As we settle into the new year it’s hard to believe that Covid is still dominating news and conversations. I think we all hoped and believed the pandemic would have been over long ago. But, let’s hope that the Omicron variant will remain less severe (as it seems to be, for those that are vaccinated, anyway) and that its rapid rise to dominance will drown out any new variants that try to join in.
There has been so much sadness from the pandemic, but with the hope that a new year brings, it’s worth trying to find a few positives that have resulted from it, too.
For many, it’s appreciating the human contact that we took for granted pre-Covid, but is so precious now. Humans are social beings on the whole, and it is believed that healthy relationships mean healthier bodies and minds too. The hormone, oxytocin, can be released by a hug, and it can help dampen down stress and even reduce emotional eating.
The pandemic has brought out the best in human nature too, when lots of us checked up on elderly neighbours, or helped out with food drop-offs to vulnerable groups or took part in other acts of kindness. It felt good to be charitable to others – something that’s well worth hanging on to, even if just for our own sakes, as science shows that helping others is good for our own wellbeing. Anything from high blood pressure to disturbed sleep may benefit.
I know that a lot of people are frustrated by the corona-stone – the excess weight that has crept on due to home working, when the fridge is too close to resist. However, the extra time available has given many of us the opportunity to get outdoors and exercise. Even if that hasn’t yet translated into better weight control, simply building up muscle, and keeping your body clock on track by being outdoors in natural light, does help your body to engage some of its natural weight loss mechanisms. Keep up those good habits and weight control will get easier!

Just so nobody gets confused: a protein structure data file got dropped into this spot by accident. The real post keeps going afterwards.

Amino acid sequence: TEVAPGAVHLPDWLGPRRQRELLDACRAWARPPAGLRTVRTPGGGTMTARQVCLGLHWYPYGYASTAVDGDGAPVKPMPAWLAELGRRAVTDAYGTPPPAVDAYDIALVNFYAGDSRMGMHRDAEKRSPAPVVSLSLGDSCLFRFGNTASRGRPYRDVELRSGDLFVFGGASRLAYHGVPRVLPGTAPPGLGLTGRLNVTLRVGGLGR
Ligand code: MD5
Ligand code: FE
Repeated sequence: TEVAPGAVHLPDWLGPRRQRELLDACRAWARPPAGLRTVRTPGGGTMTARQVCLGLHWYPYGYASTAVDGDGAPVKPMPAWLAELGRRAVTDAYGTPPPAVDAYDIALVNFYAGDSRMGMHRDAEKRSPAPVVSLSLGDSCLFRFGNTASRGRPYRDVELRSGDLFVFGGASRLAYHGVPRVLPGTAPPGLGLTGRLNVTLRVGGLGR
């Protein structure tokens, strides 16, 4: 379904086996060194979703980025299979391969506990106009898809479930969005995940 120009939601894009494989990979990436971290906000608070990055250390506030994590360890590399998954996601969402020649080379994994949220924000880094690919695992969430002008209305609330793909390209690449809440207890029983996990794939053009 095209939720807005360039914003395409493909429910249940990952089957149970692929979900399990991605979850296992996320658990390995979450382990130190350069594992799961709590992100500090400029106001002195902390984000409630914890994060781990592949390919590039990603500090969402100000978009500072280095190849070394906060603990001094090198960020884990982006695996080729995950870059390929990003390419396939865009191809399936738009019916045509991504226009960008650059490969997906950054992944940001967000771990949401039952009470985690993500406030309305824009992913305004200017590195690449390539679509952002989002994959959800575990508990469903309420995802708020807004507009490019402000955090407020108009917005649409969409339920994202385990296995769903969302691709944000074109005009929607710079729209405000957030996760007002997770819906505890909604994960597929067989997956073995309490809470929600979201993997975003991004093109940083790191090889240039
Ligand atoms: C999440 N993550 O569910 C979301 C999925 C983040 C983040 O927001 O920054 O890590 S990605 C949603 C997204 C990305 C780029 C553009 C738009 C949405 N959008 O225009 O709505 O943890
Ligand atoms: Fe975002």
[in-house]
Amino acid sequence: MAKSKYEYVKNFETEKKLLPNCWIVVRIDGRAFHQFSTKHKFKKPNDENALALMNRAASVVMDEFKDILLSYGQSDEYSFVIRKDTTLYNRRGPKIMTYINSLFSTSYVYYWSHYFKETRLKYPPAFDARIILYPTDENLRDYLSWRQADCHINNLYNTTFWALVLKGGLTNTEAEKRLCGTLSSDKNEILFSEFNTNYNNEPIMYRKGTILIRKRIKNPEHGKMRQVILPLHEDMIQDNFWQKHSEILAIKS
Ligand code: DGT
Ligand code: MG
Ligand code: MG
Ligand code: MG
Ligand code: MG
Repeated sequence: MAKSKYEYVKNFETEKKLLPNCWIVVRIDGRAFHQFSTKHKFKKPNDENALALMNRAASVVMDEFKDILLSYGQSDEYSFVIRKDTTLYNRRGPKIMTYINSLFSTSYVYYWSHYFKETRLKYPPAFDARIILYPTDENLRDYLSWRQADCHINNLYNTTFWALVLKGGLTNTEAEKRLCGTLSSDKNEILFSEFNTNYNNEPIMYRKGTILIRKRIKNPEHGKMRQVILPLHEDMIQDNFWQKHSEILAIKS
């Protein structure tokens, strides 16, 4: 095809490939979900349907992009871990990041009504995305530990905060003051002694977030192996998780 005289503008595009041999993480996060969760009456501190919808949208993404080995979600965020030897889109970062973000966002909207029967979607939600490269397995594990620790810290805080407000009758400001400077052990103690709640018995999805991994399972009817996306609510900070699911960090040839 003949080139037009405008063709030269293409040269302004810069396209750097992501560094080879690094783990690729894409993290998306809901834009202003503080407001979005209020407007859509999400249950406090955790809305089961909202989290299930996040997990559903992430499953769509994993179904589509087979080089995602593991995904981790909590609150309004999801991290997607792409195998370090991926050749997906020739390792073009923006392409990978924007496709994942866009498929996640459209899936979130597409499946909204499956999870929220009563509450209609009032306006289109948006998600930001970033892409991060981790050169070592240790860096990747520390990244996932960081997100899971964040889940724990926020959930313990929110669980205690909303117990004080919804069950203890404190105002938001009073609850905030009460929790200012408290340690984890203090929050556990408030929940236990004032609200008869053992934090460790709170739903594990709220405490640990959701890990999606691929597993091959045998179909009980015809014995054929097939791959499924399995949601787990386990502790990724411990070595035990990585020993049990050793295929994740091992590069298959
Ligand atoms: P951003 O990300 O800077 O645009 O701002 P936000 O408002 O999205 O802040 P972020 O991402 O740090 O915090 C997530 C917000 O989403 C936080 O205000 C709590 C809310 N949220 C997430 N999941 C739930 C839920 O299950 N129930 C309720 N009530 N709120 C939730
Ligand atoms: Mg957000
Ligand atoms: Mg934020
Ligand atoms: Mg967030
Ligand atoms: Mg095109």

Aside from many key workers who have worked tirelessly throughout the pandemic, a lot of us have had more time away from the stress of the morning alarm clock, office work and commuting. We often underestimate the value of good sleep and relaxation time for health and weight control…the hormonal changes that result from poor sleep and excess stress do nothing to help blood pressure, heart and brain health and weight. A more relaxed approach to the working week, perhaps with a day or two working from home, can still deliver results for your employer, but may also be better for your health. So, embrace the time to de-stress, knowing that it’s doing you good.
Fear of infection, or just the hassle of socially distanced supermarket shopping, led many to try out local fresh food shops or deliveries, and to experiment with home cooking. If you lowered your processed food intake as a result, your gut health, weight, appetite control and more will have benefited. Keep it up – as eating too much processed food can be bad for your willpower, your mental health, your sleep, your weight and so much more.
Finally, a positive outlook is better for us too – heart health is just one of many areas that are better in those who are optimistic. With so many valid reasons to be sad or anxious over the past 2 years, it’s even more important to look for the positive changes that have occurred too – and make sure we keep them for good.